FSU Notebook

Florida State quarterback EJ Manuel has emotional season as mother fights breast cancer

sdegnan@MiamiHerald.comDecember 29, 2012 

For all the national attention Florida State quarterback EJ Manuel gets, the senior who will play his final college game in the Discover Orange Bowl didn’t reveal until recently that his mother has breast cancer.

Manuel, who first told ESPN about his emotionally harrowing season, spoke Friday about his 49-year-old mother, Jackie Manuel, who has Stage 1 cancer and will undergo her final chemotherapy session on Dec. 31 — a day before the game between the Seminoles and Northern Illinois.

She won’t make it to Sun Life Stadium on Tuesday, but EJ’s dad, Erik, will be there.

Manuel said his mom is getting better, and he’s optimistic she will make a full recovery.

“I think that’s the thing that has helped me out the most,” he said.

He conceded how tough it was this season to have his mother struggling with cancer in Virginia Beach, while he was in Tallahassee going through his own ups and downs. He said his mother discovered the cancer in August when she was doing a self-examination.

“My mom didn’t want that to be a reason to cause me not to play well,” he said. “Once something like that happens to somebody you’re close to, it hits home — the awareness of it. It opened my eyes to a lot of things.”

Manuel was especially emotional when his mother came to the Senior Day ceremony before the finale against Florida.

“Honestly, if my mom didn’t have her cancer I don’t think I would have gotten that emotional. … I couldn’t really hold back. I was definitely tearing up,’’ he said.

He threw three interceptions and lost a fumble that day but said his reunion with his mother “wasn’t necessarily the true connection.”

Jackie Manuel will undergo surgery 30 days after her final chemo session.

Stadium memories

FSU offensive coordinator James Coley was a quarterback for Miami Senior High and grew up about two blocks from the old Orange Bowl Stadium, where he played his high school home games. On Friday, he reminisced about some of his memories there and what it’s like now without it.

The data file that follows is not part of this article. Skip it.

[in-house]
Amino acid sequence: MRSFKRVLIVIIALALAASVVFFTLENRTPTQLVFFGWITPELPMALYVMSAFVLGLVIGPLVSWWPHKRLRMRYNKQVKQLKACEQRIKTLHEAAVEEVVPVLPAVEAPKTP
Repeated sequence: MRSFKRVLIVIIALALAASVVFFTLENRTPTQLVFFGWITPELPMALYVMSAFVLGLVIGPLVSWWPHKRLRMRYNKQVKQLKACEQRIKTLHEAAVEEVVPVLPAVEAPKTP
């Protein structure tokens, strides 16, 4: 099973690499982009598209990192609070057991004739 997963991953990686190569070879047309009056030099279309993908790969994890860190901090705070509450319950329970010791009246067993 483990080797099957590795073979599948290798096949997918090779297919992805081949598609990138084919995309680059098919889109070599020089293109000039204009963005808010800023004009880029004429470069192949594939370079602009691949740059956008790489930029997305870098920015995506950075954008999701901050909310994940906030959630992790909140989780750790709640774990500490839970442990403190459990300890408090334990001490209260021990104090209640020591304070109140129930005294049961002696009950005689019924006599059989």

“I grew up on Northwest 4th Street and 18th Avenue,’’ Coley said. “The Orange Bowl was — as kids in that community, that was our playground. Hide-and-seek and running onto the field and throwing the football, getting chased by the security guards and parking cars.

“You might have parked at my house if you went to one of the games. That was always the bright side of a working-class neighborhood, the games on Saturdays, the games on Sundays when the Dolphins were there. I always thought it lifted up the community. As kids you’d go outside and see the Goodyear Blimp. That was a big deal.

“Yeah, you know, it’s weird because I recruit Miami — it’s weird driving down 17th Avenue and not seeing the OB. It’s a nice baseball stadium, a nice park, but you miss it. You miss seeing that stadium.”

S. Florida flavor

Three Seminoles who attended high school in South Florida attended the OB player-availability session Friday: receiver Rashad Green out of Fort Lauderdale St. Thomas Aquinas High, running back Devonte Freeman out of Miami Central and receiver Rodney Smith out of Miami Archbishop Carroll.

When asked if he gave his teammates tips on where to go in the area, Freeman said, “A lot of them want to go to South Beach, to the clubs and stuff, just to have fun and get out and see how it is in Miami. I tell them to go to some clubs on the beach like LIV, clubs out of bad environments.

“Our guys handle themselves pretty maturely. They’re grown men about it. I definitely don’t worry about that.”

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